Where does the Australian Shepherd mix come from?

The exact origin of the Australian Shepherd Cross is a little hazy. We know he’s a relatively young crossbreed. Because of this, it’s hard to know where he started for sure, but a look back into his parents’ history should help us learn more about what mixes up the German Shepherd and the Australian Shepherd. Let’s start with the German Shepherd.

German Shepherd Origins

The German Shepherd, famous for his work in law enforcement and the military, is believed to have descended from a family of herding dogs in the early 19th century. It is even thought to be associated with the five main Italian hats: Bergamasco Shepherd, Lupino del Gigante, Pastore d’Oropa, Cane Paratore, and Cane da Pastore Della Lessinia and Lagorai. According to its name, the German Shepherd originally came from Belgium, Germany, where it was a top choice among shepherds for herding and herding livestock. Due to its natural protection, the German Shepherd also found work guarding property. Today, the German Shepherd is the second most popular dog in the United States, according to the American Kennel Club (AKC).

Australian Shepherd Origins

So what about the Australian Shepherd? The Australian Shepherd is a true working dog that did not originate from Australia, as its name suggests, but from the wild west of the United States. Known by a variety of names throughout history, including Pastor Dog, New Mexican Shepherd, Austrian Shepherd, Spanish Shepherd, and most famously the Australian, this ranch dog is perhaps best known as “Cowboys Companion”. He was and is an incredibly intelligent herding dog, mainly used by shepherds to flock sheep. The Australian Shepherd is unique in its tolerance to great heights and allows it to thrive in the Rocky Mountains, where it drove herds across the rough terrain in the 19th and 20th centuries. Because the Australian Shepherd is a hardworking working dog, he will not be happy without a job. If you train him to do certain things, such as: For example, picking up the morning paper from the driveway or helping put in the dishwasher will help make this brood energy manifest and make something more productive than destructive. And while he may not be as popular as his German Shepherd, the Australian Shepherd still sits at # 16 on the AKC’s registry for America’s Most Popular Dog Breeds. Given the interesting stories of both the German and Australian Shepherds, it is no wonder that breeders have been tricked into creating offspring from the two.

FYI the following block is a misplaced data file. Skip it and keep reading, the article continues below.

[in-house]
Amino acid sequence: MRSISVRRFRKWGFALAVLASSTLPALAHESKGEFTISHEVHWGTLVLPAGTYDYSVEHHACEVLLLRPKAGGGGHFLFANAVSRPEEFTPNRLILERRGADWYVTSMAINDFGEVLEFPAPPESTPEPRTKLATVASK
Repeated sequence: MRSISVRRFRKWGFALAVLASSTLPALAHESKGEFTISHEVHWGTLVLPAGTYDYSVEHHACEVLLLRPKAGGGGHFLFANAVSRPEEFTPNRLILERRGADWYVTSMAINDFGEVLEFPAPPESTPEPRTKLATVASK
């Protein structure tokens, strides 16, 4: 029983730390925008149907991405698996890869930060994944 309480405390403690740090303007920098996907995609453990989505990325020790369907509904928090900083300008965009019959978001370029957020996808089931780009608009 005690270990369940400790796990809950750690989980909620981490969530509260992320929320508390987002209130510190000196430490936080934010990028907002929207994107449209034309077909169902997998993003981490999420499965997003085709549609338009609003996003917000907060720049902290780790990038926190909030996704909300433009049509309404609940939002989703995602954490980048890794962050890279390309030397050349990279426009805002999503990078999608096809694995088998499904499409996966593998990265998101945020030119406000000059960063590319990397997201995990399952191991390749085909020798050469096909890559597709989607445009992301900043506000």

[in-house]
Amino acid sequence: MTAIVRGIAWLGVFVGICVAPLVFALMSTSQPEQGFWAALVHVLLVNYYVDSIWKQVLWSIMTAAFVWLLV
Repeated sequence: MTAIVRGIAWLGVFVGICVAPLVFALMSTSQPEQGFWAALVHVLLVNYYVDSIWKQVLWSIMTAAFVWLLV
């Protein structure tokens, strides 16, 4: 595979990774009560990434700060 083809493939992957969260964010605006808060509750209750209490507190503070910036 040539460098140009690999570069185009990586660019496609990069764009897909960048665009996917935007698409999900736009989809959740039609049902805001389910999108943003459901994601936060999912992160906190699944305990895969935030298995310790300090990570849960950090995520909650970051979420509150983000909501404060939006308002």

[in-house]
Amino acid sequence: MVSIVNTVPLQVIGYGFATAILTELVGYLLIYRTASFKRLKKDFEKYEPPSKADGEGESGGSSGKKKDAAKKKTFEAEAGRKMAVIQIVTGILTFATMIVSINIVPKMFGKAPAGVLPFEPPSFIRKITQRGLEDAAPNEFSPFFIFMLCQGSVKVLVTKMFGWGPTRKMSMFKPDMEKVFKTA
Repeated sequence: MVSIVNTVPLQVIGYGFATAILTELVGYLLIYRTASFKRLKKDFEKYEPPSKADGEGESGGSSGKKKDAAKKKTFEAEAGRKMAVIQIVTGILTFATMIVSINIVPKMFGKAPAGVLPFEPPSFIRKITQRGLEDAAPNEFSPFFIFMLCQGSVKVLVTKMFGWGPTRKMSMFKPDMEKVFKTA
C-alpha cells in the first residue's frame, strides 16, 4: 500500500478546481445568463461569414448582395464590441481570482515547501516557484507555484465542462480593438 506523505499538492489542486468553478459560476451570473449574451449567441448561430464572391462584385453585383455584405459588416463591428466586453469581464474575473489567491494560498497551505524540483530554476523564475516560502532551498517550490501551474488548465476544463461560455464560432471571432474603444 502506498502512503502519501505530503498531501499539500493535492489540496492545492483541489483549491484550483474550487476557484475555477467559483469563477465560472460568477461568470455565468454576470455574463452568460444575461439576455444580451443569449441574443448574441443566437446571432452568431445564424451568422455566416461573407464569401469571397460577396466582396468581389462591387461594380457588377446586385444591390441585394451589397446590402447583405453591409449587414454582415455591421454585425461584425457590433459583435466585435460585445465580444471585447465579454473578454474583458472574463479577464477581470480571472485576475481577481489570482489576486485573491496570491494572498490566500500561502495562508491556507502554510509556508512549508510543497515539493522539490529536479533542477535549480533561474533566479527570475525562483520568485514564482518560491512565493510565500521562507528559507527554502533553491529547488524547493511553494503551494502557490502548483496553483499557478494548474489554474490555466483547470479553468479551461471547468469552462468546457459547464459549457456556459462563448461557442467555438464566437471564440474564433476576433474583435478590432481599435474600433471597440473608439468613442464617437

What does the Australian Shepherd mix look like?

Seeing how the appearances of the German and Australian shepherds differ greatly will make predicting what the offspring of their crossbred children will look like will be a little difficult. Remember that when dealing with a crossbreed, things like temperament, physical traits, and even health issues can be left to chance. Let’s go over the physical traits of the German and Australian Shepherds and see what physical traits your pup can inherit from each.